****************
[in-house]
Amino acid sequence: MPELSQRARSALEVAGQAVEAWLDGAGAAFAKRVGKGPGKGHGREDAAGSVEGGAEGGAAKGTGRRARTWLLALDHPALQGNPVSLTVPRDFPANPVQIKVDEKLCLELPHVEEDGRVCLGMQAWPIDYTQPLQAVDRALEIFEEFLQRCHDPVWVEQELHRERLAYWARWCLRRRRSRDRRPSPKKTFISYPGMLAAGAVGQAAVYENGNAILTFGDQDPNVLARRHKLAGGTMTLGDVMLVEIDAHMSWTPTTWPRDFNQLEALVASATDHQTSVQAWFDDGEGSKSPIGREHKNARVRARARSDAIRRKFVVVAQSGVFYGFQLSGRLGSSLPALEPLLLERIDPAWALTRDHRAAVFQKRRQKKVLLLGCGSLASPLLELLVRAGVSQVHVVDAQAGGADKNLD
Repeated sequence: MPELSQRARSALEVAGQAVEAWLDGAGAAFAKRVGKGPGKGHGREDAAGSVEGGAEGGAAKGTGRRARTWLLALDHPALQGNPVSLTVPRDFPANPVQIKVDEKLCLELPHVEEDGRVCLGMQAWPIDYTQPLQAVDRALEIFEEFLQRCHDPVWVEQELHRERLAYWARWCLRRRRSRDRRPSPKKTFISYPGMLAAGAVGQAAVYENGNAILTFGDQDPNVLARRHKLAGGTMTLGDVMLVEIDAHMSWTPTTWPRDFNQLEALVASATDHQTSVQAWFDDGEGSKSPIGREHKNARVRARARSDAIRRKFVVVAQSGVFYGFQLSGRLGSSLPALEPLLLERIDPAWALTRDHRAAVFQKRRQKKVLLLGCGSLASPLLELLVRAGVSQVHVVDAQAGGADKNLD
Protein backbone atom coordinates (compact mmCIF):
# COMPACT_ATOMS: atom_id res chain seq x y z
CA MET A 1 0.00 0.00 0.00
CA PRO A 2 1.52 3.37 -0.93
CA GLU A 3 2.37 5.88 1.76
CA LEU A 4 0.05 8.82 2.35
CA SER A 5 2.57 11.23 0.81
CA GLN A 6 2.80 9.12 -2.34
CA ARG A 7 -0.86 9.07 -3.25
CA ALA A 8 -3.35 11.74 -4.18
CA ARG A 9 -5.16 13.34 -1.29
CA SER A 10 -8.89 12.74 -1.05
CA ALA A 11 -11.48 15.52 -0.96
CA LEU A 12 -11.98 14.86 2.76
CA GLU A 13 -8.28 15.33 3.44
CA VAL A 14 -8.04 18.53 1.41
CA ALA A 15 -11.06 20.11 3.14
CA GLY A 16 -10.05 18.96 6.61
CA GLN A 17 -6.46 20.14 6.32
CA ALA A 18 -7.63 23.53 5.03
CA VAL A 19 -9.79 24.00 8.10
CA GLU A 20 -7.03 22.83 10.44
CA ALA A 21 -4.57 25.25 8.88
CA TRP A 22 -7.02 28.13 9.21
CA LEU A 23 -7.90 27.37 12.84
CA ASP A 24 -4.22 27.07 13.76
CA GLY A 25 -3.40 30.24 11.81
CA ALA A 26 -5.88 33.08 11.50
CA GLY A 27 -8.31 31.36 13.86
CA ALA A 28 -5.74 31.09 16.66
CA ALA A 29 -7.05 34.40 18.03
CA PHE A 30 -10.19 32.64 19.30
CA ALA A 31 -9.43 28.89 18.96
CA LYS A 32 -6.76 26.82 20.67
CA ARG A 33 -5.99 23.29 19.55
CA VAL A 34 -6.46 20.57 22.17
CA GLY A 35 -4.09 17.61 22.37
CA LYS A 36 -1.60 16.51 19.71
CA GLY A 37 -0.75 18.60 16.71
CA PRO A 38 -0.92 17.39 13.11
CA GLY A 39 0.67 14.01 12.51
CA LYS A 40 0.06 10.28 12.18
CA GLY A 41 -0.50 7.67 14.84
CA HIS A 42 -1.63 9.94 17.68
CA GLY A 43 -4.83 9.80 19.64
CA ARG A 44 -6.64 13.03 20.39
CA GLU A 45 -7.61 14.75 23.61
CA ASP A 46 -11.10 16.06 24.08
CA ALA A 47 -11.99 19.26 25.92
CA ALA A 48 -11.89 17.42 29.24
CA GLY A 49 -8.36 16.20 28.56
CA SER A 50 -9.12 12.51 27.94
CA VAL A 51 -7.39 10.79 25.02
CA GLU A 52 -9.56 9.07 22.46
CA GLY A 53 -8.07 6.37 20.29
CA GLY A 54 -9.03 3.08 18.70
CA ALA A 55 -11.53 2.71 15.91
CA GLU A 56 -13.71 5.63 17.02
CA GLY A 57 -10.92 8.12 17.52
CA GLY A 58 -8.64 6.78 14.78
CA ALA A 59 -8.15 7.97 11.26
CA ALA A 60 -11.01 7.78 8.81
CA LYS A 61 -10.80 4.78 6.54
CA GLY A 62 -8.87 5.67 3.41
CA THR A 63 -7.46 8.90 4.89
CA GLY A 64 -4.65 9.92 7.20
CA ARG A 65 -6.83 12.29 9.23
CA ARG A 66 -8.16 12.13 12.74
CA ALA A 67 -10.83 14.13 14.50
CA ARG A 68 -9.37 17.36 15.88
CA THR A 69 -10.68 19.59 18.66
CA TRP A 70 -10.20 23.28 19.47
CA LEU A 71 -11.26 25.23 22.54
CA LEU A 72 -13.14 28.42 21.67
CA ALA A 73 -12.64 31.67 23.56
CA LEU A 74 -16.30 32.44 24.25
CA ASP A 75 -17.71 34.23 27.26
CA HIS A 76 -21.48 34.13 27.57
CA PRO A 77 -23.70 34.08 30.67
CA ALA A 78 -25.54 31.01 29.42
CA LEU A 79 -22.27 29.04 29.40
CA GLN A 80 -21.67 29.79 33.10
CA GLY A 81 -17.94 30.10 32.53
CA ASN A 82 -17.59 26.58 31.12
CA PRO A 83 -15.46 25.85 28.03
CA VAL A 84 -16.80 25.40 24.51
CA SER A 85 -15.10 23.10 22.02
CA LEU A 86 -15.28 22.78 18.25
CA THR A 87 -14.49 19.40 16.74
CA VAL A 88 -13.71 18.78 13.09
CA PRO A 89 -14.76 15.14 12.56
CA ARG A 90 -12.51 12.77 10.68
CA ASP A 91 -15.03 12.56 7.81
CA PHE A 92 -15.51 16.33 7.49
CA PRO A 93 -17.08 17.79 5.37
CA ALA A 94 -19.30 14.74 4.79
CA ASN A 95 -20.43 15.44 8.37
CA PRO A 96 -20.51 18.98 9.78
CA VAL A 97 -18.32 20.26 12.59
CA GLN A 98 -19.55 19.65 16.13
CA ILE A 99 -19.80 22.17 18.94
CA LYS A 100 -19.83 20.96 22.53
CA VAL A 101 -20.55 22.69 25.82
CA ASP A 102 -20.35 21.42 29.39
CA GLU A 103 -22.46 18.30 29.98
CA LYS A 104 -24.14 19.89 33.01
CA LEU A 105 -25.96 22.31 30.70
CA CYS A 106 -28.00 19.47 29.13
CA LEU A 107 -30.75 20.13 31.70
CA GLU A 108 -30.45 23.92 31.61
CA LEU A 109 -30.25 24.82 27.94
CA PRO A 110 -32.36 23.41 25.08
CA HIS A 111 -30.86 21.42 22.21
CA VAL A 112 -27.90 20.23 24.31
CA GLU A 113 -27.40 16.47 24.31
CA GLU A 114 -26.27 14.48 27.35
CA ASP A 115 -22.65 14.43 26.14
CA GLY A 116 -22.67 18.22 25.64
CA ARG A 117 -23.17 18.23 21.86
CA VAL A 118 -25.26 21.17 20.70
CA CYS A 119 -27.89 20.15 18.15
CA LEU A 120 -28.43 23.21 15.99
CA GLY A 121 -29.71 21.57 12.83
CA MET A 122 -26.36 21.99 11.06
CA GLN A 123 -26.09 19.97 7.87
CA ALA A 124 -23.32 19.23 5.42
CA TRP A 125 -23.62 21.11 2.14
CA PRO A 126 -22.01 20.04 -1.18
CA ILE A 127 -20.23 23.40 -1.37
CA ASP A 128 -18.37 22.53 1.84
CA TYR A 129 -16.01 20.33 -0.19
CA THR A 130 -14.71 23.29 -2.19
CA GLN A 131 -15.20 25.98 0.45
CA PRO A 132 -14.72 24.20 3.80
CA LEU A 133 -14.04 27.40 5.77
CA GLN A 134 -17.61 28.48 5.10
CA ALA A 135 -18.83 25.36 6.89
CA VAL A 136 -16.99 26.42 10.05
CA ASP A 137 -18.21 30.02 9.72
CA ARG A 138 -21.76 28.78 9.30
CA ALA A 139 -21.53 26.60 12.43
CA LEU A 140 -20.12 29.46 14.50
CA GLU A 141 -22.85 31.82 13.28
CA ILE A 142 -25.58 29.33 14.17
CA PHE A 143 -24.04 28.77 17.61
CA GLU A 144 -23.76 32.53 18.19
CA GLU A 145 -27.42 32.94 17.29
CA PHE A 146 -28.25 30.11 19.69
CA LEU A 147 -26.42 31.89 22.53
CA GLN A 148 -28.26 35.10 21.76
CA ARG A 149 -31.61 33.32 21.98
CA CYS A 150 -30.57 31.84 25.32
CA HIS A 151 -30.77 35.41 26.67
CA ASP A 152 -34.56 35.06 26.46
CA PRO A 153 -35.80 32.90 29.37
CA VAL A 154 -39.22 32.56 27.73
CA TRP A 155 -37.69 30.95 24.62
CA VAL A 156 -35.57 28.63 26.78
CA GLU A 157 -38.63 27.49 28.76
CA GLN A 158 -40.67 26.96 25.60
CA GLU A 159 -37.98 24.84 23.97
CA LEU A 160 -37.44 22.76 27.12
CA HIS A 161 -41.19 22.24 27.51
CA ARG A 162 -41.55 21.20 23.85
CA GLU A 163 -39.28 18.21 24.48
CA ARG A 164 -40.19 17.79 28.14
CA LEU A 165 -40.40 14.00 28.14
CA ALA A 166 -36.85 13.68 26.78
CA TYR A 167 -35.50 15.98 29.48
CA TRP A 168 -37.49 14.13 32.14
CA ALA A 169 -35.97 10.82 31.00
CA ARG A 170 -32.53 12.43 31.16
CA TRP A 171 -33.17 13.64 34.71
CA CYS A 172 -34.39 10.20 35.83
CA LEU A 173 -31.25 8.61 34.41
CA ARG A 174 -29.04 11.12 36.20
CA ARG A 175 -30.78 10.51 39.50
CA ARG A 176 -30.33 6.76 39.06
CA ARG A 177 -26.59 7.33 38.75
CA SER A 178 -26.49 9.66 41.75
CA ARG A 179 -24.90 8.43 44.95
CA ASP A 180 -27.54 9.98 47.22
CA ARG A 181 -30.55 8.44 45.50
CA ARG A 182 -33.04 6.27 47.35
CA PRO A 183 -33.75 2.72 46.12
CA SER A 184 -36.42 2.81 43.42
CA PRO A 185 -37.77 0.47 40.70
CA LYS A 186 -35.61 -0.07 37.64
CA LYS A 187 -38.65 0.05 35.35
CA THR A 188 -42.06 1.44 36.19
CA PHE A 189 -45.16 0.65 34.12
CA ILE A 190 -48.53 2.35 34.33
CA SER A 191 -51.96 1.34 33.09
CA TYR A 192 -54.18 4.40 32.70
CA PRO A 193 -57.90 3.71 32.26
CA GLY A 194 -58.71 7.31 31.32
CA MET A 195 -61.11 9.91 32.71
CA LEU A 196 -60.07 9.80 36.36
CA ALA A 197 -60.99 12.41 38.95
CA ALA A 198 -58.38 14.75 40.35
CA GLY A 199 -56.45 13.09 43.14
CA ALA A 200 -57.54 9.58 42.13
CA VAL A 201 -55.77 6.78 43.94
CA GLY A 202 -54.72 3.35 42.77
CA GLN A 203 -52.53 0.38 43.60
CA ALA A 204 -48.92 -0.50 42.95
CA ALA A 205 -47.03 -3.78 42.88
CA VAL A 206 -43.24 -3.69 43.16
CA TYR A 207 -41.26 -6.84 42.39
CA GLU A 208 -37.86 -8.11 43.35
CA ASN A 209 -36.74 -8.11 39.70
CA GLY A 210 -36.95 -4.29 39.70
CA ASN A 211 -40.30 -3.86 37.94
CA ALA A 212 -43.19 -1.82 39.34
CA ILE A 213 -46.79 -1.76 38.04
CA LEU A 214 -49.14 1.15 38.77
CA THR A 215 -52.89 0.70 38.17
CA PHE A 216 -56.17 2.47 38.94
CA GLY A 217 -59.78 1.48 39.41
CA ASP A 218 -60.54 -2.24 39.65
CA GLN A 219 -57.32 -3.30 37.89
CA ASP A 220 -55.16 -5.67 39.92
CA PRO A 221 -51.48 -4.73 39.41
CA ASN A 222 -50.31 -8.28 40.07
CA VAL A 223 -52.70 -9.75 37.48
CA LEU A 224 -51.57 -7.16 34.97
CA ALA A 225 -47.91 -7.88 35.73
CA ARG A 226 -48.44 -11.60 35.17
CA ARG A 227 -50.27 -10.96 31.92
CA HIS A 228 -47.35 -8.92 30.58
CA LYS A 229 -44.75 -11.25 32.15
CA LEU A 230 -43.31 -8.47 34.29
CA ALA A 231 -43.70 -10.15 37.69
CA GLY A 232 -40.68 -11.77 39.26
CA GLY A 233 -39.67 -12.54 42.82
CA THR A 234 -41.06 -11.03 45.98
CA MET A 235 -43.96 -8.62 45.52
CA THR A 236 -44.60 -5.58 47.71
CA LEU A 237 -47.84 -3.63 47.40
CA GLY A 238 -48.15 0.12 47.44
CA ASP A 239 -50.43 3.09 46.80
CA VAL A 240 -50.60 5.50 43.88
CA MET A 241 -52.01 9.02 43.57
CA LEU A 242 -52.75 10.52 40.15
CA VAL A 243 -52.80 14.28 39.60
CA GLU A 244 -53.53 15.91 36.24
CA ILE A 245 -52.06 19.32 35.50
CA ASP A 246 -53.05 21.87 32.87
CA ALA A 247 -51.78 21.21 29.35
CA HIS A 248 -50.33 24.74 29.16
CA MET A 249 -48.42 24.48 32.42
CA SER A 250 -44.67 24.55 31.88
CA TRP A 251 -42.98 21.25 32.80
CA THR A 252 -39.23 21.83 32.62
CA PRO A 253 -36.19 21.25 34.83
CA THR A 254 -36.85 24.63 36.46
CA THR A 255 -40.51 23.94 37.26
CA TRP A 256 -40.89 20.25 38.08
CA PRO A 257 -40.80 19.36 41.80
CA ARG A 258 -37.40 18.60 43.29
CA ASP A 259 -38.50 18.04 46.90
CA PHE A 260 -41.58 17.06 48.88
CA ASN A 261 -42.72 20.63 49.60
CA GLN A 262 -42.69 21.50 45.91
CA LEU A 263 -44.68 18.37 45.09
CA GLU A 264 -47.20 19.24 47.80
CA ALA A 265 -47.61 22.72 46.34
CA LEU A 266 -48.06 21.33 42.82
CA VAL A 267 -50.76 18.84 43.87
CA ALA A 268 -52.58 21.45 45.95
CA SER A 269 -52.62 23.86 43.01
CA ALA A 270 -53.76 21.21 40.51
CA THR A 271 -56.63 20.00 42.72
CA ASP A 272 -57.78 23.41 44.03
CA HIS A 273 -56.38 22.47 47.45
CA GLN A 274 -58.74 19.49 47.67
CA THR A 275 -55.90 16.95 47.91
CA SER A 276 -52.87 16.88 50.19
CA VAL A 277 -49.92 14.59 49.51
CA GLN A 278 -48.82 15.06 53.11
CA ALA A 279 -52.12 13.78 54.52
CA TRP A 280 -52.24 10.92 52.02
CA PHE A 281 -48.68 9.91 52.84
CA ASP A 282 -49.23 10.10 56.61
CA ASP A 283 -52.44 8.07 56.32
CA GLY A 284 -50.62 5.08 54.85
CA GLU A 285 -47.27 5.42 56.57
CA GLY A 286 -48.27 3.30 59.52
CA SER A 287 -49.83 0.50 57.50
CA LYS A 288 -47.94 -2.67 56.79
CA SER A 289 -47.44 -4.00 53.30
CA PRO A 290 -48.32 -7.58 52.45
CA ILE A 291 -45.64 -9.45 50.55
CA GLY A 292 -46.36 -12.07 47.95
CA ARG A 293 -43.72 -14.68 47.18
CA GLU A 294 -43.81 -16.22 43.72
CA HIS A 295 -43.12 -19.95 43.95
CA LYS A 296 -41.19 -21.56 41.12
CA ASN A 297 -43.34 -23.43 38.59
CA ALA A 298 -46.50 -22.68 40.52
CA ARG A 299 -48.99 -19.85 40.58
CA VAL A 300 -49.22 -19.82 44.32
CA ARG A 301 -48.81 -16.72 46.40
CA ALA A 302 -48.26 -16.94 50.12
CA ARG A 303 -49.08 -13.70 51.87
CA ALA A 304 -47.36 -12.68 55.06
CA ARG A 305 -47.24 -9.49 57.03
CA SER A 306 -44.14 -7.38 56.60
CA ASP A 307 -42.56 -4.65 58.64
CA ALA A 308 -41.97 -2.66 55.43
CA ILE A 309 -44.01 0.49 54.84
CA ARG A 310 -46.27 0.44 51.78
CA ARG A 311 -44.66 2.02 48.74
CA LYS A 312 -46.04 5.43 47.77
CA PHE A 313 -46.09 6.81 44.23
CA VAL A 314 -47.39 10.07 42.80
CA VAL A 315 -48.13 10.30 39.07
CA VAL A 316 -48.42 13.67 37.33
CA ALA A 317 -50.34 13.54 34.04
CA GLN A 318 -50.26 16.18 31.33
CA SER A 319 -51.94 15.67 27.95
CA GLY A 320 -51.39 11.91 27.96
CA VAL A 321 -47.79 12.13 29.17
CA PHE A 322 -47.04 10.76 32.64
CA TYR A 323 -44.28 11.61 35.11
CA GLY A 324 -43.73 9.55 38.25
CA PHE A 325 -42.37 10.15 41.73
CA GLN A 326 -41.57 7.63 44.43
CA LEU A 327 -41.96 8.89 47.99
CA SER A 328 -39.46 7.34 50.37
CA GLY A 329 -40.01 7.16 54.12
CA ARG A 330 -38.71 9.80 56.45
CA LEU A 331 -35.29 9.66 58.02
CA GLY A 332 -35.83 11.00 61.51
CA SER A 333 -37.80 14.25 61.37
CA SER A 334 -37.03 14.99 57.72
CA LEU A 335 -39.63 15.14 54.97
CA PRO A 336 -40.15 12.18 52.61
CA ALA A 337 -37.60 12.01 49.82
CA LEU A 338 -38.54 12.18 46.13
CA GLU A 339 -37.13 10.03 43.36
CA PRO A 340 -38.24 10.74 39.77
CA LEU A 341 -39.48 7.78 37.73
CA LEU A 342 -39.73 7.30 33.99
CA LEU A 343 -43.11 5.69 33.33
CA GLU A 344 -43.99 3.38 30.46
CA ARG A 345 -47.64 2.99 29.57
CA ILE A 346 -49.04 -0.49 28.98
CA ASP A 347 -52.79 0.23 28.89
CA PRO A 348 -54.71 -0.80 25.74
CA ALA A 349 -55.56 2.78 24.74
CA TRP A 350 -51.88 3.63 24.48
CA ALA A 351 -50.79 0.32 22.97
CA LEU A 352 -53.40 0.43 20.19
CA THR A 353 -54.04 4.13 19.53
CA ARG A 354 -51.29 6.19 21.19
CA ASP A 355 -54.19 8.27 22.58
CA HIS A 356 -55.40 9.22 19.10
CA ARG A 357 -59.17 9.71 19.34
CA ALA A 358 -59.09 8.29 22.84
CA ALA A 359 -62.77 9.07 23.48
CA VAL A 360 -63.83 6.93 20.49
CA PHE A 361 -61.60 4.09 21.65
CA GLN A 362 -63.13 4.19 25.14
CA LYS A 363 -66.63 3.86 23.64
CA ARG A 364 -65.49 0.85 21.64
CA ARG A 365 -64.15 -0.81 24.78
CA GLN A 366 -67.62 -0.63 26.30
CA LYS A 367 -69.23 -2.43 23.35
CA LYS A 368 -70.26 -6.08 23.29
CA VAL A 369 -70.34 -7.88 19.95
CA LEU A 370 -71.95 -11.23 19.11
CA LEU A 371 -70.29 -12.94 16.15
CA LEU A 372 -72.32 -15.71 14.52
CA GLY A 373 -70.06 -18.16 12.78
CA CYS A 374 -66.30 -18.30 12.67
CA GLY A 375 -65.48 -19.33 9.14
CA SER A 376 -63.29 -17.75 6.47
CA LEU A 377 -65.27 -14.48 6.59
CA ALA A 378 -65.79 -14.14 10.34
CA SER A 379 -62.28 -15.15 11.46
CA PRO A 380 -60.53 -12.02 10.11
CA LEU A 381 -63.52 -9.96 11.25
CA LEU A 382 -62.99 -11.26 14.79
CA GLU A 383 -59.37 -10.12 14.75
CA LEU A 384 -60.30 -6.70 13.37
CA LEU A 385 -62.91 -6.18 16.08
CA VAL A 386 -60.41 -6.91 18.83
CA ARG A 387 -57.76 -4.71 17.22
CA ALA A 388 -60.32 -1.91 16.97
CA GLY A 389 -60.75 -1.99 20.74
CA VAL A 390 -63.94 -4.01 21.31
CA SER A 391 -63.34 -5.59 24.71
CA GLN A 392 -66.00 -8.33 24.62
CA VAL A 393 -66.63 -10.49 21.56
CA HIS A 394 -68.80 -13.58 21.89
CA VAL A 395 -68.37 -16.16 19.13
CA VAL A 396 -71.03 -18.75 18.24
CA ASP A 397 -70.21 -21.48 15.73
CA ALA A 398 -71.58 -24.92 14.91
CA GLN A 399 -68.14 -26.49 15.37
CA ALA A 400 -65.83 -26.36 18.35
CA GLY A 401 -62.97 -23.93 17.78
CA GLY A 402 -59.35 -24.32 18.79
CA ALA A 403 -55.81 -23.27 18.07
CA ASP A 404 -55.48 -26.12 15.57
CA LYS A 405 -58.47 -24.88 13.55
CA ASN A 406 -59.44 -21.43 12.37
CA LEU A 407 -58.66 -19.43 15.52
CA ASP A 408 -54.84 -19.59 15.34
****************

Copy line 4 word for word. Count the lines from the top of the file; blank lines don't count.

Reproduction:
Protein backbone atom coordinates (compact mmCIF):